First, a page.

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ACLU Says Panhandling is Free Speech

DES MOINES, Iowa -- The American Civil Liberties Union wants to make it easier for people to panhandle. The non-profit organization argues that it shouldn't be against the law to ask for help. People who panhandle are often told to move along, but can also be fined or arrested and sometimes even jailed, depending on what is outlined in a city's particular ordinance. But the ACLU says not allowing people to panhandle blocks free speech and criminalizes poverty.

On Tuesday Morning, the ACLU of Iowa sent letters to three Iowa cities demanding change. Those cities are Council Bluffs, Des Moines, and Grimes. It's part of a larger effort nationwide to strike down ordinances that the organization believes are unconstitutional.

“We see this an egregious violation of the rights of an especially vulnerable population," said The ACLU of Iowa's Legal Director, Rita Bettis Austen. "That is penalizing people and imposing fines, based on the fact that they have absolutely nothing and they’re asking for a little help. So, we take this very seriously and we certainly hope that we don’t need to litigate this issue, but we’re also prepared to do so, if we have to.”

The ACLU of Iowa says it did not have the capacity to review every city ordinance in Iowa to determine which were constitutional and which were not. The letters sent out this morning to three iowa cities is just based on an initial review. The ACLU of Iowa says by no means does the fact that it sent letters to these three cities mean that any other city in Iowa should feel like they have ordinances that pass constitutional muster.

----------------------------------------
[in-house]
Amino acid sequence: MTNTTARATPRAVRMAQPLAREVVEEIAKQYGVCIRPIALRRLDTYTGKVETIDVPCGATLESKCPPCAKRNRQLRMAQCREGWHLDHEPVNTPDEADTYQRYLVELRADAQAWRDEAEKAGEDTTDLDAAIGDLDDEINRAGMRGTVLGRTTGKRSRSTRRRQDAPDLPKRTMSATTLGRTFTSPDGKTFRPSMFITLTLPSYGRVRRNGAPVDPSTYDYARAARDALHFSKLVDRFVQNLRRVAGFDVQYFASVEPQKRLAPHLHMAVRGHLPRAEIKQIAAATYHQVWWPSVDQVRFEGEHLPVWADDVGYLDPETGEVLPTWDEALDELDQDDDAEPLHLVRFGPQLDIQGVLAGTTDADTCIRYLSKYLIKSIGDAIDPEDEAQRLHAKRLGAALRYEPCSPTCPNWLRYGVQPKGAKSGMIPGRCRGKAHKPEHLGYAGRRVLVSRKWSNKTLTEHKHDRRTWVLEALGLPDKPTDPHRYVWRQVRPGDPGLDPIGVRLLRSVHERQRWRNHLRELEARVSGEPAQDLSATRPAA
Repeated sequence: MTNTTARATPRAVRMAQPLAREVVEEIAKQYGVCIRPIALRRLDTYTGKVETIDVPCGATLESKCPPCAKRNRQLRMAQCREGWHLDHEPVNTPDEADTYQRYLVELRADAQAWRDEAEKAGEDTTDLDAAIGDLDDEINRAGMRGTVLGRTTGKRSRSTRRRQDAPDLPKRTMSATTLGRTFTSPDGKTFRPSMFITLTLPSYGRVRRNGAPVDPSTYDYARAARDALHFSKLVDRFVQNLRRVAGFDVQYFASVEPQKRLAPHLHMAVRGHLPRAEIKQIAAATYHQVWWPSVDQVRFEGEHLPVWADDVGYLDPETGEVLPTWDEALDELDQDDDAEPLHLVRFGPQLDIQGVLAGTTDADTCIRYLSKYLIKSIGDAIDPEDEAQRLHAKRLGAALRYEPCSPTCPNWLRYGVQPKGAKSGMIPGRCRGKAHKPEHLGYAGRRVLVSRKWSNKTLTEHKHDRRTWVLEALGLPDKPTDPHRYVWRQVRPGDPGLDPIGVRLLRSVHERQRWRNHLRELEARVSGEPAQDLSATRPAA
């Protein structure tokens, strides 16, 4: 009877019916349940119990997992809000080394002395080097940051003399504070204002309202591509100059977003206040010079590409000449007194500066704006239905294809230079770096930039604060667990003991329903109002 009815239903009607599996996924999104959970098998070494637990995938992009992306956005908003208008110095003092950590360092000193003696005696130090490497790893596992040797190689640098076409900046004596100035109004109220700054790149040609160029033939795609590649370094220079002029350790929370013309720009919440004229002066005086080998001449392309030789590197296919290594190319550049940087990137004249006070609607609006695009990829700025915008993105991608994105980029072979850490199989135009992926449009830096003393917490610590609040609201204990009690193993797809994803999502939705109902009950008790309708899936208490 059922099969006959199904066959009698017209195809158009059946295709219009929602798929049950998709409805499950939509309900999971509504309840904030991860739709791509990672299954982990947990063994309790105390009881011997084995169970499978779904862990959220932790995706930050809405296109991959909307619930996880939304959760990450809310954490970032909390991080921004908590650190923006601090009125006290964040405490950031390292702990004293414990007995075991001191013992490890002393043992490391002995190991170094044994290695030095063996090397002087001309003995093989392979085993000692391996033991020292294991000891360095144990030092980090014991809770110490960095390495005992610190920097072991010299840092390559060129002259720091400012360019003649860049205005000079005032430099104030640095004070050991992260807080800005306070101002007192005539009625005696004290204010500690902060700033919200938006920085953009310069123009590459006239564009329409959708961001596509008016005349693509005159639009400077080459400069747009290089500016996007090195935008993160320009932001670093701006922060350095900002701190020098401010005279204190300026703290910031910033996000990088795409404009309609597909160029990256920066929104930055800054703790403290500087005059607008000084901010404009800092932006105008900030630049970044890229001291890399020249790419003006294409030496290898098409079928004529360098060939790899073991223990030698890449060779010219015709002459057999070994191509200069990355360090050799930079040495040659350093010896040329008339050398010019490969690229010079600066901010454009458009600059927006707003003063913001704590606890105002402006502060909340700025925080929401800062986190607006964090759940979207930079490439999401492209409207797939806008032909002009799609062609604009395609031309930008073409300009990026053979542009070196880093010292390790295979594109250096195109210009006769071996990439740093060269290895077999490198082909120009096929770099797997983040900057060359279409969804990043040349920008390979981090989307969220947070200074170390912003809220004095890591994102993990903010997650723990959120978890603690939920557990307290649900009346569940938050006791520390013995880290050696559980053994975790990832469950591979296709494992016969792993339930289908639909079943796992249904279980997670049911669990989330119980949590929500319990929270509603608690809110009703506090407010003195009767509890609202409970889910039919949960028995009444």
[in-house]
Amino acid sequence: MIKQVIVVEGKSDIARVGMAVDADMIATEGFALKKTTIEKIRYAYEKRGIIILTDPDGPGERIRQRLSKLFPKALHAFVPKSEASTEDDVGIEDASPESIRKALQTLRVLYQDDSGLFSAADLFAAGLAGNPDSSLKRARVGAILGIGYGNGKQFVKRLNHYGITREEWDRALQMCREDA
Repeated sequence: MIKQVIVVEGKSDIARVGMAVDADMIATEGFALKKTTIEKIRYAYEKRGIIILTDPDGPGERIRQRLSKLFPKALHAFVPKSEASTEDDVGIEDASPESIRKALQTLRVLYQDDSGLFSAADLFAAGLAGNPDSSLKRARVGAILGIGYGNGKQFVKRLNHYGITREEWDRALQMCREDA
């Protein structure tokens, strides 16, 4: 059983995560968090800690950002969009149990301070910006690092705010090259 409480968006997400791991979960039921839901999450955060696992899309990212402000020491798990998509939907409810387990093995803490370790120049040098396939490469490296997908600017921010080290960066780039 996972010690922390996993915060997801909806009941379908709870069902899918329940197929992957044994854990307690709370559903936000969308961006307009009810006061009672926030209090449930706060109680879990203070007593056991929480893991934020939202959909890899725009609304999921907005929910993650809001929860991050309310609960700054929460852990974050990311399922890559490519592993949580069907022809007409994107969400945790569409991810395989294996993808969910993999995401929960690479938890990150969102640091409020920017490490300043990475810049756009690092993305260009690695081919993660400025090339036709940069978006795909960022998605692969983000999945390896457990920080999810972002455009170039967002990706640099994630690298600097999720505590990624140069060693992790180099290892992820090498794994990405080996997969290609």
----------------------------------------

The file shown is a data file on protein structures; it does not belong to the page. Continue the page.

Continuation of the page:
Jake Anderson, City Administrator for The City of Grimes, provided WHO with the following statement on this development:

"The City of Grimes did receive the ACLU’s letter this morning. We have sent it to our legal counsel for review. To my knowledge, we have not recently taken an enforcement action under this ordinance nor have we in the past. We appreciate the ACLU bringing constitutional issues to our attention."

The City of Des Moines, for its part, provided WHO with the following comment on this matter:

“The City appreciates the interest of ACLU and the media concerning its ordinances and will review the ordinances in question timely in due course. That review will be shared with the City Council and we will proceed as directed by Council. The City staff prosecutor has indicated that he does not recall any prosecutions under the ordinance in the two years he’s been prosecuting. Please take note that the press release is inaccurate insofar as it references that the ordinance is punishable by jail time. The City removed jail time as a possible penalty for ordinance violation in 2017. See 78-11 of the City Code.”

- City Manager's Office